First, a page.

Happy birthday to Quentin Tarantino, the manic movie-loving man who charms us with his affection for cinema and knowledge of the greats. When it comes to lists of all-time favorites, Tarantino’s picks get published more than perhaps any other director — and with good reason. The man has excellent taste. We’ve selected ten of his all-time favorites from several lists compiled by Open Culture that you can watch right now.
A group of questionable characters risk their lives in the South American jungle transporting gallons of dangerous nitroglycerin across the murky backwater. Director William Friedkin is at his nihilistic, paranoid, and grimy best.
His Girl Friday
Tarantino said Howard Hawks’ 1940 screwball classic, starring Cary Grant and Rosalind Russell as a newspaper editor and reporter (and exes!), featured some of his favorite comedic performances. There’s wisecracking dialogue for days, chemistry you rarely find between stars, and snappy work all around by Hawks (the film won two Academy Awards).
The Good, the Bad and the Ugly
Hear it from the man himself about Sergio Leone’s 1966 spaghetti western that made Clint Eastwood a star and features Ennio Morricone’s iconic score.
Five Fingers of Death, a.k.a., King Boxer
“The Carson Twin Cinema, that was pretty much the perfect grindhouse theater. It was family-owned, this cool old Italian guy ran it, and it was in the Scottsdale Shopping Center,” Tarantino once recalled of his youth. “They would show Enter the Dragon and The Five Fingers of Death as a double feature three times a year, because it would always sell out.”
Tarantino named Brian De Palma’s bloody horror classic Carrie one of his favorite films of all time in the 2002 and 2012 Sight & Sound polls. The revenge tale about an awkward high-school student (Sissy Spacek) features Piper Laurie in a must-see hysterical performance and remains one of the best Stephen King adaptations.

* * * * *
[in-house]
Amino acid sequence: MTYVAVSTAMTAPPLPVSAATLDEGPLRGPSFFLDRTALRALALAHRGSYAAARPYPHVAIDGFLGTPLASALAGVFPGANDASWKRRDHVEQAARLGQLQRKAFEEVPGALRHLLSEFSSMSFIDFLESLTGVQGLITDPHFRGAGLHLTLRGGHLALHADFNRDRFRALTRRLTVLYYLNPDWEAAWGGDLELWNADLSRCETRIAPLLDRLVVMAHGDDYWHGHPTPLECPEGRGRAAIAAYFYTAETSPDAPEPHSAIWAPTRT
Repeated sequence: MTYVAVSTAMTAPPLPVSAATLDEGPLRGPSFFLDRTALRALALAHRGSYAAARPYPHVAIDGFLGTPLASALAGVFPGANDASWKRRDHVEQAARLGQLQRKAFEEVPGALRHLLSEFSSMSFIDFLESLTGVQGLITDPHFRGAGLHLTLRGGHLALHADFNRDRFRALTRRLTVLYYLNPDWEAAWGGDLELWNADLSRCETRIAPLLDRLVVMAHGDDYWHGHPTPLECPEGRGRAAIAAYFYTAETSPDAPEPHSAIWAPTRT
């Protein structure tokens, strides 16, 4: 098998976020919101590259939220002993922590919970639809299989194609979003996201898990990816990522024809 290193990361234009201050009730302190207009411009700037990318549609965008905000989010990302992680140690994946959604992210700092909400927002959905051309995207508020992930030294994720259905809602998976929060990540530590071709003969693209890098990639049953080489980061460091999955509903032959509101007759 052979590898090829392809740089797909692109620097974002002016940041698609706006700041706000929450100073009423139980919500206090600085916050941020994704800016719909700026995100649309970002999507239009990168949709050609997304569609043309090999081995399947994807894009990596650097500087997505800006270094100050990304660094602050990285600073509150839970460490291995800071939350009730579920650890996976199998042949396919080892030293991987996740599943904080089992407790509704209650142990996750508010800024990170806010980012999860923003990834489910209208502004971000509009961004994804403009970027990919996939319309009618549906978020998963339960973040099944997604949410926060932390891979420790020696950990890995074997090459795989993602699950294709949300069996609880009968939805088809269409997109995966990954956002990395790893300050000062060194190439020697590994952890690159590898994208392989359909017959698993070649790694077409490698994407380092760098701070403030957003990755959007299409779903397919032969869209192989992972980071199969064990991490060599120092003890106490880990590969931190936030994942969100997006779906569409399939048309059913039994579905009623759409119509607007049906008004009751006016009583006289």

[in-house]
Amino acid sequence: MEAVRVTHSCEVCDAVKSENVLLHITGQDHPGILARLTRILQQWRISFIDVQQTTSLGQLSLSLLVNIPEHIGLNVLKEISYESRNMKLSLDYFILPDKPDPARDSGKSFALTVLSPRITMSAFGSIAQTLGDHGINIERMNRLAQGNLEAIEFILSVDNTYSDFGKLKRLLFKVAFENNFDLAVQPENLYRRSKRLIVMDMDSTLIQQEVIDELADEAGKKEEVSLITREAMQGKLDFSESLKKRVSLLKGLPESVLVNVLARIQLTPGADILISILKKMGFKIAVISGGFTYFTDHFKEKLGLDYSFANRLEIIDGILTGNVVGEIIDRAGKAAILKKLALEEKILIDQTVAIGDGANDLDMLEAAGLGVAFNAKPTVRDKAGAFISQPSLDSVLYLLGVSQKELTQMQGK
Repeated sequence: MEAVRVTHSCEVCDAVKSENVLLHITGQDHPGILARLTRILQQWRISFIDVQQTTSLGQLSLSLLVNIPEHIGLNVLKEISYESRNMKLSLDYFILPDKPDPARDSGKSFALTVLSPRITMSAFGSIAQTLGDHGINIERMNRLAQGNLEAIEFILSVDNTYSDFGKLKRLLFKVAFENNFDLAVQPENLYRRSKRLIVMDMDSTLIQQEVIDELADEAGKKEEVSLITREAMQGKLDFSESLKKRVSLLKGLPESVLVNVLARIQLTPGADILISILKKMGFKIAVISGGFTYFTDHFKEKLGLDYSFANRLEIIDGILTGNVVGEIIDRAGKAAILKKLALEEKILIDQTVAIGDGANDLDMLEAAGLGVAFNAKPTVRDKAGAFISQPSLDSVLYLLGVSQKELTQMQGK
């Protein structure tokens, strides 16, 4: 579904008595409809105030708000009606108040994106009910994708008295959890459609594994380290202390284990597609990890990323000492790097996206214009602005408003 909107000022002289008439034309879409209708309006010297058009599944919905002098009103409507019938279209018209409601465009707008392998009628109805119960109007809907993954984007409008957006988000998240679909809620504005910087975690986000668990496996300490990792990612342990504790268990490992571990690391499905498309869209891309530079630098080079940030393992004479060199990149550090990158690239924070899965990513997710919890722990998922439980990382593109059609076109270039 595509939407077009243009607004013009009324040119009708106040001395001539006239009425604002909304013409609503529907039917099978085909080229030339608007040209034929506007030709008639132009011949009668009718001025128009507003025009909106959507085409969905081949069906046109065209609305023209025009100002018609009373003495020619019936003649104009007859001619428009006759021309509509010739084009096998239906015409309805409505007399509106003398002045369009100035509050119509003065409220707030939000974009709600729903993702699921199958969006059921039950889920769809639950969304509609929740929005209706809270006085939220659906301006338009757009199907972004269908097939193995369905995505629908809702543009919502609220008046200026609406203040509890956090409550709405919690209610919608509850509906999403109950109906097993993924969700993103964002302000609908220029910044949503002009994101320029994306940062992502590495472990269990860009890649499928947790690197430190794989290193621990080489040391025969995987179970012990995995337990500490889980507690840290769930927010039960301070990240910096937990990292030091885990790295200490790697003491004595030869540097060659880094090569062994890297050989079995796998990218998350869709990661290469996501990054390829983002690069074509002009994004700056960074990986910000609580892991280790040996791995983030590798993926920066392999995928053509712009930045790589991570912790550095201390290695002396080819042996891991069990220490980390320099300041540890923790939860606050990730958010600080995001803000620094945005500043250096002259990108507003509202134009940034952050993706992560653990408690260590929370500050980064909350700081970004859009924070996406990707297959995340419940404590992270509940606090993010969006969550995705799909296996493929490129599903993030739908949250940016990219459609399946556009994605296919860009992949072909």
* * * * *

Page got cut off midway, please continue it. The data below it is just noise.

The Great Escape
“Probably my favorite war movie,” Tarantino told Today. “That’s one of the most entertaining movies ever made and was kind of the touchstone goal for (Inglourious Basterds) to one degree or another. . . . Make a World War II movie that’s just entertaining, that you just enjoy watching the movie.”
Pretty Maids All in a Row
Rock Hudson, Angie Dickinson, Telly Savalas, and writing by Star Trek creator Gene Roddenberry? Roger Vadim’s sexploitation thriller doesn’t get more ’70s than that.
“I saw Coffy when I was like thirteen, and like every other boy my age, I had a big old thing for her,” Tarantino once said of Jack Hill’s 1973 blaxploitation film starring the great Pam Grier. We love a badass woman who hides razor blades in her afro.
Hi Diddle Diddle
From a 1943 New York Times review of Andrew W. Stone’s screwball comedy:
The film has a novel introduction, beginning with a cartoon sequence and ending on an even more unusual cartoon note. In between there is a goofy story about a sailor on forty-eight hours’ leave who has to overcome a lot of silly obstacles to marry a wealthy sweetheart, and you never can tell when a character will turn and drop an aside to the audience. . . . The picture does one thing, however. It reintroduces Pola Negri, the silent screen queen of vamps, and proves time has neither dimmed her beauty nor improved her acting.
Tarantino’s review of Martin Scorsese’s 1976 film, starring Robert De Niro in mohawk-crazy vigilante mode.